2nd June 2024

'A Kind of Magic': 38 Years On...

“The film needed their energy.” Russell Mulcahy – Director Highlander

Queen's twelfth studio album was recorded between September 1985 and April 1986, at three different studios: Town House (London), Musicland (Munich) and Mountain Studios (Montreux). The project began life as the soundtrack to the motion picture Highlander, after director Russell Mulcahy had commissioned a handful of tracks from Queen. He regarded them as the ideal band for the task and would later comment that it was always Queen he had in mind because of their strong, anthemic songs. The band was so impressed with the first 20 minutes of rough footage they were shown, that further tracks soon followed and the A Kind Of Magic album was born.

Each band member was inspired by different parts of the story and in evidence the album covers a wide spectrum of emotion. The songs are full of references to the film dialogue and its main characters and events - There can be only one! / No mortal man can win this day / The prize / It's a kind of magic / Don't lose your head.

Brian was greatly moved by the death of Heather in the film (the main character's first and greatest love) and by the dialogue surrounding her final moments as she lay dying in the arms of her beloved MacLeod - the immortal Highlander - on the spectacular Scottish highland. MacLeod is destined to be without Heather for the rest of time and suddenly the prospect seems impossible to face. Who Wants To Live Forever is the song that emerged from this poignant moment of the movie, written by Brian on the drive home after viewing the first assembly footage. 

Roger, meanwhile, was taken with the lines “There can be only one!” and “It's a kind of magic!” - later giving rise to his song of similar name. The battles in Highlander have been raging through many centuries and are only now, in the 1980s, coming to a head. This aspect too is covered in the song.

The main characters of the story, most notably The Highlander Connor MacLeod and his nemesis The Kurgan, have been relentlessly battling through the ages in order to secure the ultimate reward, the greatest prize of all, immortality (and some degree of peace, finally). Around this concept, Brian conceived his song Gimme The Prize. There is only one way to win the prize, however, and that is to be the last man standing, achievable only by the grim process of beheading all opponents – because ‘There can be only one!’ Another Roger song, Don't Lose Your Head (featuring incidental vocals from English vocalist Joan Armatrading), emerges from this idea, a recurring theme as the film builds and each warrior inevitably meets his gruesome end until only two are left for the finale confrontation.

Freddie's anthemic Princes Of The Universe (the proposed original title of the film) is a typical no-nonsense piece that, for release as a single in 1986, required an equally powerful video. What emerged was a startling screen duel between actor Christopher Lambert recreating his Highlander role, complete with head-dispensing sword, and Freddie, armed only with the faithful microphone stand. The two do battle amid a scene of devastation, while Brian, Roger and John play on regardless. It is breathtaking footage, with Freddie looking even more menacing than the sword-wielding Highlander, and in which, thankfully, neither man is parted from his head.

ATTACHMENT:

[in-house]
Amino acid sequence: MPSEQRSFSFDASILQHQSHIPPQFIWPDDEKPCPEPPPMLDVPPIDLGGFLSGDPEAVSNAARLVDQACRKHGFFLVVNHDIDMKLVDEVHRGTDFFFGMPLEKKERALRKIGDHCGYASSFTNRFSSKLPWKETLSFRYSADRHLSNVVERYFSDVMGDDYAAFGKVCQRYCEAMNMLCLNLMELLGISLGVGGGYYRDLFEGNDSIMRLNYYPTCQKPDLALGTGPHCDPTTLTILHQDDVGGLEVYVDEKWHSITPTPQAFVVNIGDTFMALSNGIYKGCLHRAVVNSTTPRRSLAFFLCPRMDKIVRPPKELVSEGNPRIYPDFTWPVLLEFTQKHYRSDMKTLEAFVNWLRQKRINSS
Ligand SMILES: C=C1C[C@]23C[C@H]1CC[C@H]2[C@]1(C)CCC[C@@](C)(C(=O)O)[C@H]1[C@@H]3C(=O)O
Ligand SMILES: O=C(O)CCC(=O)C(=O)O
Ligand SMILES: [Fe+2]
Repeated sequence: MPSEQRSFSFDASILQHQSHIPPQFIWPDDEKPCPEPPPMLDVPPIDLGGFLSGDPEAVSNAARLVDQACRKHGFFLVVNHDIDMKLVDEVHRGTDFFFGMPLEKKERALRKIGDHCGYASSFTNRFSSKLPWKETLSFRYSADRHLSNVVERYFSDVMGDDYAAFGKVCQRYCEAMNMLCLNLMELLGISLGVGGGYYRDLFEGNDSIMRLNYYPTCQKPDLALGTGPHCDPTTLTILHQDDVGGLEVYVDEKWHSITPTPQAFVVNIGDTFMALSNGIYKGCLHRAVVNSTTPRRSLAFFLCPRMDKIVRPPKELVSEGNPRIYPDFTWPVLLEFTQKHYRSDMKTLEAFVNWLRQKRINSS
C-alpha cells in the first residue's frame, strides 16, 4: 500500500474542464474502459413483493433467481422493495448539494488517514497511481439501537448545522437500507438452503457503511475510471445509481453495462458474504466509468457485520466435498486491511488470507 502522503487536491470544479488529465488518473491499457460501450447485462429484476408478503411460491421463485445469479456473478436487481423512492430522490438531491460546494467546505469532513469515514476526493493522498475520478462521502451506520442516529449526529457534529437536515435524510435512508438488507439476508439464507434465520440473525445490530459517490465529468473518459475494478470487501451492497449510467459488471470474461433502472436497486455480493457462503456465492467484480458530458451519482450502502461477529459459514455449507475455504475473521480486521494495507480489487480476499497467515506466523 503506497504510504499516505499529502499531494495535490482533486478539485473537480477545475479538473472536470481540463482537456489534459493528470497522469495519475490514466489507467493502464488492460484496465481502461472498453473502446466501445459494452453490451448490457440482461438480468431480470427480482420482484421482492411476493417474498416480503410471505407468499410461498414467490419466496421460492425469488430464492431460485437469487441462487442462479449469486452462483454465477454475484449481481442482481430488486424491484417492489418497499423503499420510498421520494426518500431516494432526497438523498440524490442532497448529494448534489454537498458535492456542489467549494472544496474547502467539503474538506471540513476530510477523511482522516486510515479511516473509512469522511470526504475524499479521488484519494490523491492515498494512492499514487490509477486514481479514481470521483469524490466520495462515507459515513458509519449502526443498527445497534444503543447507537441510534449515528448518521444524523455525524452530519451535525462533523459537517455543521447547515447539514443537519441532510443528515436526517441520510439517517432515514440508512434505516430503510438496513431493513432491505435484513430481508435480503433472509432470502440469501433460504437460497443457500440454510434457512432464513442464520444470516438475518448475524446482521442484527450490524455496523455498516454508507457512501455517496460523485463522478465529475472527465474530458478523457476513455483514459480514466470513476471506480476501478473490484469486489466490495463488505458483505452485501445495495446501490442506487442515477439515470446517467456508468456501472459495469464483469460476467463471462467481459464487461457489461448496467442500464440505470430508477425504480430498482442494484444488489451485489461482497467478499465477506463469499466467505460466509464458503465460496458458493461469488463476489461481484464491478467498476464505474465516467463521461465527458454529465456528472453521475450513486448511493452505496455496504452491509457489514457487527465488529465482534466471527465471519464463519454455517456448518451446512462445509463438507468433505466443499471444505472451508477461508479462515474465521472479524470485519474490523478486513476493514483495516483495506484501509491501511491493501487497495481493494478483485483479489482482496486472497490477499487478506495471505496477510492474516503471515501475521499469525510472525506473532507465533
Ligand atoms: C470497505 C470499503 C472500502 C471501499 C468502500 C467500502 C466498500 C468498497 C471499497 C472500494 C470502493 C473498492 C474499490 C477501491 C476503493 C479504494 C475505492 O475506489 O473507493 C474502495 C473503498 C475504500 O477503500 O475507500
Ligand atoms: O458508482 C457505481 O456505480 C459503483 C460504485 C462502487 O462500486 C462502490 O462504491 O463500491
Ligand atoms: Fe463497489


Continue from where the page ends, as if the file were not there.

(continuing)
Certain tracks on the Magic album are significantly different to those featured in the film, particularly the title track, as the band reworked the material after the Highlander post-production was completed. Renowned composer Michael Kamen provided the score for most of the incidental music throughout the film, and the rare combination of his original music and dynamic Queen songs from all four band members proved a formidable alliance.

Though it appeared six months ahead of the LP, in November 1985, One Vision (coupled with the non-album instrumental piece Blurred Vision) was the first single issued from the album. Produced by Queen and Mack and recorded at Musicland in Germany, it was notably the first Queen single written jointly by the band. Inspired by their acclaimed performance at Live Aid several months earlier, universally regarded as their greatest concert triumph of all, Queen returned to the studio with renewed vigor to come up with this much-loved track. The artwork for the single features a portrait taken by famous photographer David Bailey backstage at Live Aid, while the accompanying video was filmed in September at Musicland studios while the band were working on the album there. Shot over a period of weeks, the video offers a rare insight into Queen at work in the studio and also enjoying free time. 

A Kind Of Magic was released on June 2nd, 1986 and entered the UK charts at No. 1. It achieved double Platinum status at home and abroad and it topped the charts in many other territories.

Click here to buy A Kind Of Magic on LP and CD, plus T-shirts and slipmats.